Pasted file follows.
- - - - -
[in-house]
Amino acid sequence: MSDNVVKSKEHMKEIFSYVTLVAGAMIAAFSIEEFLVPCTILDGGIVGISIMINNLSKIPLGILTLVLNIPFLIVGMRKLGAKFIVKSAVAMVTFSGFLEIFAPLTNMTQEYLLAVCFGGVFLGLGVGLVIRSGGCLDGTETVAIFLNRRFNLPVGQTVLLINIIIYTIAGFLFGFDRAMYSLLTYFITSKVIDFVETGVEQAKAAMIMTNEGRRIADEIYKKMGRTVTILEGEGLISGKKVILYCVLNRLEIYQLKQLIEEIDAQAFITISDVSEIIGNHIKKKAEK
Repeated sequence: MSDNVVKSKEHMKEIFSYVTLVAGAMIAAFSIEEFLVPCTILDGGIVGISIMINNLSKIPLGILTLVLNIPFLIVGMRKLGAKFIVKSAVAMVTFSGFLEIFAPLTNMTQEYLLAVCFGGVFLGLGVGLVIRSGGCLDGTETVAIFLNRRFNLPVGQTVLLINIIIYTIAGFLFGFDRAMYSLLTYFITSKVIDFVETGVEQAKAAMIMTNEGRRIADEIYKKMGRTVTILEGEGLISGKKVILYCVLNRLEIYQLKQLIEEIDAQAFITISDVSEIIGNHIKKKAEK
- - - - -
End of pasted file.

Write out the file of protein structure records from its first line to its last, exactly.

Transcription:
[in-house]
Amino acid sequence: MSDNVVKSKEHMKEIFSYVTLVAGAMIAAFSIEEFLVPCTILDGGIVGISIMINNLSKIPLGILTLVLNIPFLIVGMRKLGAKFIVKSAVAMVTFSGFLEIFAPLTNMTQEYLLAVCFGGVFLGLGVGLVIRSGGCLDGTETVAIFLNRRFNLPVGQTVLLINIIIYTIAGFLFGFDRAMYSLLTYFITSKVIDFVETGVEQAKAAMIMTNEGRRIADEIYKKMGRTVTILEGEGLISGKKVILYCVLNRLEIYQLKQLIEEIDAQAFITISDVSEIIGNHIKKKAEK
Repeated sequence: MSDNVVKSKEHMKEIFSYVTLVAGAMIAAFSIEEFLVPCTILDGGIVGISIMINNLSKIPLGILTLVLNIPFLIVGMRKLGAKFIVKSAVAMVTFSGFLEIFAPLTNMTQEYLLAVCFGGVFLGLGVGLVIRSGGCLDGTETVAIFLNRRFNLPVGQTVLLINIIIYTIAGFLFGFDRAMYSLLTYFITSKVIDFVETGVEQAKAAMIMTNEGRRIADEIYKKMGRTVTILEGEGLISGKKVILYCVLNRLEIYQLKQLIEEIDAQAFITISDVSEIIGNHIKKKAEK